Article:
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Fun Slap Exercise

Discussion in 'Rocket Music' started by RocketMusic, Mar 23, 2010.


  1. RocketMusic

    RocketMusic Gold Supporting Member Commercial User

    Oct 31, 2007
    Blacksburg, VA
    Owner, Rocket Music
    Here's a fun exercise that Anthony Wellington presents in Victor Wooten's "Groove Workshop" video. It's great for developing control of fast paced 16th note "paradiddle" sort of slap chops. If you're at all like me, you can slap quickly for maybe a few bars, but eventually the train comes off the tracks and you end up just flailing about with no particular groove. This exercise forces you to play a repetitive pattern in several different ways, so you develop control and you're forced to play some things you might not normally play (like leading a slap lick with a pop or a fretboard slap?!?).

    Everyone knows about subdividing time into 16th notes, right? 1 measure of 4/4 = 1e&u2e&u3e&u4e&u. Against a straight quarter note beat on the drums, 1 and 3 are the kick, 2 and 4 are the snare. Follow?

    Then let's define 5 building blocks for our repetitive slap licks. Each of these blocks is two distinct 16th notes.

    HO = Hammer On (Thumb 5th fret on A string then hammer on the 7th fret on the A string)
    EE = Two thumbs on the open E string
    ST = fretboard slap followed by thumb. No notes with these, just rhythmic noise
    PT = Pop Thumb. Also no notes, just rhythmic noise
    TP = Thumb Pop. Also no notes, just rhythmic noise

    Let's piece together 8 of these building blocks to make a 16th note pattern that is one measure long. The grouping is somewhat arbitrary, feel free to come up with your own patterns. But I'll stick with this one for this exercise.

    1e &u 2e &u 3e &u 4e &u
    HO EE ST PT TP EE ST PT

    Here's what the pattern sounds like at 90 bpm. **EDIT - oops, I just realized I played the pattern halftime. Oh, well, it's easier to learn at that speed anyway**

    As with most exercises, try to build this up in speed to something more reasonable that you'd use in a band context.

    In addition to building speed, we should also explore what Vic and Anthony call the "Modes of Rhythm". Think of the pattern above as the 1st mode (like Ionian is the first mode of the major scale). Using the analogy of the major scale modes, the second rhythmic mode would be the same pattern started on the second block. Taken all the way, here are the 8 possible rhythmic modes of this pattern:

    1) HO EE ST PT TP EE ST PT
    2) EE ST PT TP EE ST PT HO
    3) ST PT TP EE ST PT HO EE
    4) PT TP EE ST PT HO EE ST
    5) TP EE ST PT HO EE ST PT
    6) EE ST PT HO EE ST PT TP
    7) ST PT HO EE ST PT TP EE
    8) PT HO EE ST PT TP EE ST

    Here's a clip where I play 4 measures each of the first 4 modes at 114 bpm. I cheat on the 4th one, I haven't worked the HO into the second half of the pattern yet. And I'm sloppy as hell with all of them, but I'm getting better. The improvements come pretty fast if you don't wear out your fingertips :) It especially helps to do this with a metronome or a drum track. Start at a slow or moderate tempo, and gradually work it up to speed...

    I'll be happy with myself when I can switch in and out of all 8 modes without stopping at a gig-worthy tempo. Or better yet, just be able to come up with whatever cool patterns on the fly and not lose the groove.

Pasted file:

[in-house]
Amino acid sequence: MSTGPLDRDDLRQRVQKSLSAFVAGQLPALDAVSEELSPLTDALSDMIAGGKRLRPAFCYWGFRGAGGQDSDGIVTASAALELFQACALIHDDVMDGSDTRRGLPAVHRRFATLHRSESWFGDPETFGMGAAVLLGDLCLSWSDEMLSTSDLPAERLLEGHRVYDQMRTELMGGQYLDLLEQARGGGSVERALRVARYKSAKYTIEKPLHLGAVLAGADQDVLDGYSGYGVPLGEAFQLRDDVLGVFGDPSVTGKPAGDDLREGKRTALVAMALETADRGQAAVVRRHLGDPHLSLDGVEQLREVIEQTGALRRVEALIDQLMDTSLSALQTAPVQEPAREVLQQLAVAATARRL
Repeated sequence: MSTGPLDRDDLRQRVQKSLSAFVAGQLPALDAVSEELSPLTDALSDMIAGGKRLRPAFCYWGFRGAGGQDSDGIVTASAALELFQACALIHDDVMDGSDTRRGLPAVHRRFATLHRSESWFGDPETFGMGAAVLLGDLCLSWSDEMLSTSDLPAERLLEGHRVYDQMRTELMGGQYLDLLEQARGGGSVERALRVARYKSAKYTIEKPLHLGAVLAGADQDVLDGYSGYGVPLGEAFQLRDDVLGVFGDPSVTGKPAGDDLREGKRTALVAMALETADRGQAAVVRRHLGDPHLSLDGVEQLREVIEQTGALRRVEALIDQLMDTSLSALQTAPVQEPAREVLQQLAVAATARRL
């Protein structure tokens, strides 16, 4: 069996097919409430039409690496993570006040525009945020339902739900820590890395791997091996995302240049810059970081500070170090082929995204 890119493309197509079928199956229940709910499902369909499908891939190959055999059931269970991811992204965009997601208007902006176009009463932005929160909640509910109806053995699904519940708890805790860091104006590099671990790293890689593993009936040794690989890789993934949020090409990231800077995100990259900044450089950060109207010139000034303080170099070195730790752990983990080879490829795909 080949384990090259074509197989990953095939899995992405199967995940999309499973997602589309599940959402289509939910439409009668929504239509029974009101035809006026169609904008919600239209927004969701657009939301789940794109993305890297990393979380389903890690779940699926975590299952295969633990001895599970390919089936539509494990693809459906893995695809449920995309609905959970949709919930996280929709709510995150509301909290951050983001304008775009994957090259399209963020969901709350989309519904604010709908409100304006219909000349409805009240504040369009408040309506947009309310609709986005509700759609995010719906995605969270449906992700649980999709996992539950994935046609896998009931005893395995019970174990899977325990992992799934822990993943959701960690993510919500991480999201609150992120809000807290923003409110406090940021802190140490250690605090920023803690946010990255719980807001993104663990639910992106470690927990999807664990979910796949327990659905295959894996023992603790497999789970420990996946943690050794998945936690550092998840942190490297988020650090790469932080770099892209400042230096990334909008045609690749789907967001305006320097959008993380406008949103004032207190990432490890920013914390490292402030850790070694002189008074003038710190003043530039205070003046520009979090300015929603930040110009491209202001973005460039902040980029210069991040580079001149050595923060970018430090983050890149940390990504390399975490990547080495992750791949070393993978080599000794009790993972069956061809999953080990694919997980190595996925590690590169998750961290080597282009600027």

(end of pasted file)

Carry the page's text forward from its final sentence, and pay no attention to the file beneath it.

HAVE FUN! :bassist::bassist::bassist::bassist::bassist:
     
  2. RocketMusic

    RocketMusic Gold Supporting Member Commercial User

    Oct 31, 2007
    Blacksburg, VA
    Owner, Rocket Music
  3. LilRay

    LilRay Commercial User

    Dec 27, 2007
    Between my Roscoe and Leather
    Owner: Cockeyed Cow Custom Leathercraft
    Um, I'm like Kung Fu Panda Is there a level zero?:smug: I'd have to learn proper execution on the individual techniques 'fore I could go mixin' 'em up. :D

    Point me to the kiddie section please.;)

    Awesome stuff man.

    God Bless, Ray
     
  4. CliffD

    CliffD Supporting Member

    Jan 27, 2008
    Hells yes, mo funk Greg! I'm gonna go over this tonight!
     
  5. RocketMusic

    RocketMusic Gold Supporting Member Commercial User

    Oct 31, 2007
    Blacksburg, VA
    Owner, Rocket Music
    You mean your new Roscoe doesn't let you slap your doo-dads off?!? Man, I'd send it back and ask for another one :D

    Nah, seriously - my advice would be two-fold:
    1) Start SLOW
    2) Break it down into little pieces

    What's the old line? How do you eat a whale? One bite at a time, right?

    I'd start with just the original pattern. And to make it even easier, I'd start with just the FIRST HALF of the original pattern:

    Original Pattern:
    1e &u 2e &u 3e &u 4e &u
    HO EE ST PT TP EE ST PT

    But start here (play the first four blocks twice per measure):
    1e &u 2e &u 3e &u 4e &u
    HO EE ST PT HO EE ST PT

    Do that over and over and over and over again until it's automatic. Then do the same thing with the second half:
    1e &u 2e &u 3e &u 4e &u
    TP EE ST PT TP EE ST PT

    Once you've got both halves of the pattern down, work on alternating between the two until that's automatic.

    Once you have the first mode nailed, move onto the next. Split that in half and nail each half separately, then glue it back together. Then onto the next mode, and on and on...

    You can see where I'm at with this exercise if you listen to my take on the 4th mode. I have both halves of it under my fingers, but I can't yet switch in and out of the two. So I just played the first half twice per measure.

    So that's the kiddie section - start slow, and divide and conquer! You can do it!!
     
  6. Nice, Greg!

    Ray, FWIW, for anyone who asks (and I know you didn't...so please excuse my butting in here), here's my initial slapping advice.

    Octaves. This will be your meat & potatoes anyway, so start here harmonically. Rhythmically, think drums.

    Thumb = kick drum.
    Index (or middle, or ring...I use all three on occasion) = snare drum.

    Pretend you're a drummer (just get the hanky out for the drool :D) and go at it. Play grooves...rock, funk, shuffles, etc. When you're confident on your time you can start digging into more harmonically interesting stuff, as well as lines that are more rhythmically complex.